From Don Amore at the Hartford Courant on June 17, 2014:
It did not take long for George Crowe to impress fans in Hartford. A crowd of 5,249 jammed into Bulkeley Stadium on May 7, 1950, when the Chiefs played the first home game of the new season, and they got a glimpse of what that Summer of George Crowe would be like.
In the fifth inning, Crowe hit “a tremendous home run smash over the center field wall,” according to The Courant.
And it didn’t take Crowe long to win friends, either, regardless of where they were coming from.
“He was a hell of a nice guy,” remembered Ford Jordan, 86, a North Carolinian who played third base for the Chiefs in 1950. “I used to go to his house and visit with George and his wife, and we’d laugh about it back then. I’d say, ‘If my Daddy knew I was here, he’d run me out of the house.'”
Things were changing in sports, and throughout American society, and Crowe, remembered as an imposing, educated man of few words but effective action, was one of the most important athletes of his time. Though he would eventually withdraw from a society that left him frustrated, George Crowe brought about change in many of the people he knew and many of the places where he played basketball and baseball.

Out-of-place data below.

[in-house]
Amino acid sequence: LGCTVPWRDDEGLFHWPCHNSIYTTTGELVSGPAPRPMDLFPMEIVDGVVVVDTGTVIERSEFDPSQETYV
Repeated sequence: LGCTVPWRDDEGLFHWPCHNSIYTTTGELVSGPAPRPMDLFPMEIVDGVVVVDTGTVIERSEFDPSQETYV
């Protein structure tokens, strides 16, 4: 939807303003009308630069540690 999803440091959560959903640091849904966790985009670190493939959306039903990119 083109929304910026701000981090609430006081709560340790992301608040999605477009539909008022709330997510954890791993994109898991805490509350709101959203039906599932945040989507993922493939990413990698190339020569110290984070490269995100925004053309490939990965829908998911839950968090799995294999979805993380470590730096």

“There was a lot of prejudice, but it was still enjoyable,” Crowe told the Franklin (Ind.) Daily Journal in 2010, a year before his death at age 89. “I don’t know exactly what made it enjoyable, but it was.”
Crowe was among the first generation of African American athletes bringing integration to professional basketball and baseball, and as it happened he played both in the South End of Hartford in 1949 and 1950.
Originally published: June 20, 2014. Last Updated: June 20, 2014.